You can work Annie Where: a Belgian start-up offers mobile offices – Business

Spending several hours every day in traffic jams to get to the dreary decor of your office? “No thanks,” proclaims the younger generation of workers. Companies must therefore be inventive in terms of the working environment. Belgian start-up Annie Where offers pod offices to set up in the garden, in the parking lot or wherever you want.

The team behind Annie Where would be happy to put the story of its beginnings differently – where and how this revolutionary idea germinated. But David Bintein and Jo Caudron decided to stick to the truth. David Bintein: “During confinement, we tread together. In one electric step.” Jo Caudron: “David and I are comrades in the village, and during the confinements we had the opportunity to exchange our ideas. We were both able to follow, over time, the evolution of society in terms of technology, mobility and work, and we felt that it would now be impossible to go back to the long hours spent in traffic every day, but realizing that for many the idea of ​​working from home had lost its romanticism, the presence of children, animals or other workers not always making it obvious. Companies were forced to be more flexible, and that’s how the idea for Annie Where was born. We wanted to give them the opportunity to go simple to meet the changing needs of their employees.” The capsules that Annie Where installs here and there don’t just find their place in private gardens. Companies are also realizing that the much-desired “island” layout of their offices isn’t suitable for the many Zoom meetings and phone calls that now have to be made with colleagues working from home. Pods are also found in the corporate field, where they are seen as additional extensions to classic offices, with…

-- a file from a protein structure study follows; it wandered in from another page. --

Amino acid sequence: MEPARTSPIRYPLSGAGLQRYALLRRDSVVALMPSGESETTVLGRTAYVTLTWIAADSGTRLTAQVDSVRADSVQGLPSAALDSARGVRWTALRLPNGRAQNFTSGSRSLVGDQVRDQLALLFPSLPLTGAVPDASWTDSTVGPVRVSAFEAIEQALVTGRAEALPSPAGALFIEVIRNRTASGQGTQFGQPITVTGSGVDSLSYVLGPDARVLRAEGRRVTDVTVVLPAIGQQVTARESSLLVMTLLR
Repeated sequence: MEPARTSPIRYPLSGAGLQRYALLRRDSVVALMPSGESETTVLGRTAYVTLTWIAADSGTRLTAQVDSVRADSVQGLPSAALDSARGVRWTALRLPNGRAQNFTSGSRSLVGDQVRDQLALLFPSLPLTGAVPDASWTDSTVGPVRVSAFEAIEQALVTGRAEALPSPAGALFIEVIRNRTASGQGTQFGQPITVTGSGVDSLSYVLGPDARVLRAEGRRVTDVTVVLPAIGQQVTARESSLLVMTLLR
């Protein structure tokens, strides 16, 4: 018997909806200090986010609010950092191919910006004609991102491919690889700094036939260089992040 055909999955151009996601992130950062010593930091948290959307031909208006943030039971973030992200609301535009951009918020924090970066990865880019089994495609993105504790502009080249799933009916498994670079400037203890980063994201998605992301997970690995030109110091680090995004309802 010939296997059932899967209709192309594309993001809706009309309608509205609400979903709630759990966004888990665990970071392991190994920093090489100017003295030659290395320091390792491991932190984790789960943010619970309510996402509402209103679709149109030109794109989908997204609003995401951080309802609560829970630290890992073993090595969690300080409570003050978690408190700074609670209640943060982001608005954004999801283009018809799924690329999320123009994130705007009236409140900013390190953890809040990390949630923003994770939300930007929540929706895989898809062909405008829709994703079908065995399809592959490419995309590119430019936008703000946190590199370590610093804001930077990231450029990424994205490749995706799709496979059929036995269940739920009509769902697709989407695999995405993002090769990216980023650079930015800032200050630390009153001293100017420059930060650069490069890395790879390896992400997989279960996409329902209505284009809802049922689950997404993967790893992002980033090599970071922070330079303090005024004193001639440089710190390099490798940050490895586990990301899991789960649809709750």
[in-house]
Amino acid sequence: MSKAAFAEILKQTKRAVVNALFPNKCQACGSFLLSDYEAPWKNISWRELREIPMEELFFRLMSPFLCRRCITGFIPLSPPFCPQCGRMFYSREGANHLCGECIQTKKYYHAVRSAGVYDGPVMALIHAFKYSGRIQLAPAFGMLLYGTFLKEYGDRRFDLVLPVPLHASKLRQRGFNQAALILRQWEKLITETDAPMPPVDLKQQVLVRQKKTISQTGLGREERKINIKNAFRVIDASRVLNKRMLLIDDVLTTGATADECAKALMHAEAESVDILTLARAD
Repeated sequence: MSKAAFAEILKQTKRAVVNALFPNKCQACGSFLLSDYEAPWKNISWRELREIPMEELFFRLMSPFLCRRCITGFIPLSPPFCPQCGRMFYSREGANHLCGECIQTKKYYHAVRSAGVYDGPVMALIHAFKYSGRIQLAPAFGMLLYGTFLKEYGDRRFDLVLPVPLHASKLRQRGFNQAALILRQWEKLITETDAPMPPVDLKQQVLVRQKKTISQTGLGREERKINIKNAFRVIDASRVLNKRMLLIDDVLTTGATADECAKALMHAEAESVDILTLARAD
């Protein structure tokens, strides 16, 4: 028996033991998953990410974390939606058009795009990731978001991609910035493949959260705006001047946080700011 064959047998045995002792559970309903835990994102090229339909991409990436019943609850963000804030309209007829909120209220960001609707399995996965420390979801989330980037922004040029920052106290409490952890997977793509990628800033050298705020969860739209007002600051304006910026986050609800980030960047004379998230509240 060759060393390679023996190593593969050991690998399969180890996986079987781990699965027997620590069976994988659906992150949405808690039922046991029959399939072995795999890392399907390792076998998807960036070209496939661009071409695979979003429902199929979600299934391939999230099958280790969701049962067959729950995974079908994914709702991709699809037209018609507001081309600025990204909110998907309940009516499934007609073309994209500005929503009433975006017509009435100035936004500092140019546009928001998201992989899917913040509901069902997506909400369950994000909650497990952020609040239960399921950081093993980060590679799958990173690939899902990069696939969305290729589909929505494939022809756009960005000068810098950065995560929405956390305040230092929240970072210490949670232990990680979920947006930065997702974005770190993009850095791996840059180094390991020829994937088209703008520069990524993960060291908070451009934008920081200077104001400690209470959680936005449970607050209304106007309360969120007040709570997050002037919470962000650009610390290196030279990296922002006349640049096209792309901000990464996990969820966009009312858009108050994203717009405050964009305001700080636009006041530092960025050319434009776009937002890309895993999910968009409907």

The team behind Annie Where would be happy to put the story of its beginnings differently – where and how this revolutionary idea germinated. But David Bintein and Jo Caudron decided to stick to the truth. David Bintein: “During confinement, we tread together. In one electric step.” Jo Caudron: “David and I are comrades in the village, and during the confinements we had the opportunity to exchange our ideas. We were both able to follow, over time, the evolution of society in terms of technology, mobility and work, and we felt that it would now be impossible to go back to the long hours spent in traffic every day, but realizing that for many the idea of ​​working from home had lost its romanticism, the presence of children, animals or other workers not always making it obvious. Companies were forced to be more flexible, and that’s how the idea for Annie Where was born. We wanted to give them the opportunity to go simple to meet the changing needs of their employees.” The capsules that Annie Where installs here and there don’t just find their place in private gardens. Companies are also realizing that the much-desired “island” layout of their offices isn’t suitable for the many Zoom meetings and phone calls that now have to be made with colleagues working from home. Pods are also found in the field of companies, where they function as additional extensions to traditional offices, constituting spaces where it is possible to work in complete confidentiality, or organize brainstorming sessions and important meetings. Variety, change have beneficial aspects and this also applies to productivity. A different environment can work wonders. It’s amazing how quickly a pod table comes together anywhere. Floors, walls and roof, made largely of insulating materials (made from recycled PET bottles), are prefabricated as standard and equipped with all the necessary fixing techniques, so just to assemble them. “In other words, it is not possible for everyone to develop their own pod desk. We work with invariant elements. Colors, layouts and accessories can, of course, be customized. But the basic elements remain the same. Only then can we guarantee the immediate replacement of any damaged item. And only by working to this fixed pattern can we give companies the flexibility they need.” And this fixed pattern is shaped like a hexagon. A reliable form, according to David Biintein – he had previously used it for the logo of his coworking space, The Hive. Gilles Missinne: “Whoever orders a pod can assemble it himself. In addition to the white walls, windows and doors, there is a technical partition where all the connection elements are for “electricity, wifi and air conditioning. And everything can be activated via a smartphone app. Thus, it is possible to activate the air conditioning in advance to work in a perfect environment.” The trio claims that the capsules can also contribute to reducing the energy bill. “When working alone in the capsule, the heating or air conditioning can be turned off in the house, which logically leads to lower consumption. The idea is, of course, that the account belongs to the employer – by analogy with the company car.” Jo Caudron: “We are convinced that pod offices can become the company cars of the future. The new generation of workers appreciate a pleasant place to work close to home more than an expensive car parked in the garage.” Regardless of the size and composition of the pod’s work area, a price is calculated immediately during its setup. selling price: Annie Where works according to a monthly rental formula that provides for all forms of maintenance and degradation.Whoever subscribes – prices start at around 450 euros – for that month can cancel it the following month. Gilles Missinne: “It’s comparable to the Lynk & Co. I drive a car like this, which is also rented on a monthly basis and for which all services are taken care of.” Since Annie Where’s official debut last January, several companies have shown interest and have installed test pods. David Bintein: “Also, we are also seeing significant demand from real estate producers. And, in fact, it can represent great added value to install these capsules in a residential area so that residents can use them for work. This creates a beneficial buzz.” However, this fast-developing company is facing a number of obstacles. Including the scarcity of materials. The material is not only recycled, it is also recyclable again.” The signature formula is also a challenge: traditional companies are used to working according to a system based more on buying and selling than on the lease principle. Jo Caudron: “The In this regard, we see that small businesses can adapt much more quickly and fully embrace the idea of ​​a signature.” The last hurdle is the rigidity of Belgian legislation. Which requires an application for a license for all residential functions. And – oh surprise! – work remains one. “We are pushing for these provisions to be relaxed and we are certainly not the only ones. The law should help make flexible work possible.” Until that’s the case, you have to go through the city hall. “And that varies a lot from one municipality to another. Should one or another problem arise after a while, our flexibility allows us to intervene quickly to remove the capsule.” Anyone who wants to work in a pod office can already do so within Belgian borders. But the trio of shareholders have very ambitious ambitions. Jo Caudron: “We definitely want to take this concept internationally. In terms of shape, it’s constantly improving. “Walls, for example, lend themselves perfectly to applying stickers, which makes it easier for companies to customize their pods. And we are looking into the possibility of integrating hanging plants or a green roof. This is all still in the works, but this anchoring in nature is important, in our opinion. It is also planned to be able to offer pods in colors other than white next year.” The trio has no less faith in Apple’s model. Jo Caudron: “Apple didn’t offer the iPhone in every possible color.” Perhaps we could therefore consider using colored capes to dress the pods? David Bintein: “But we’ve already considered that.”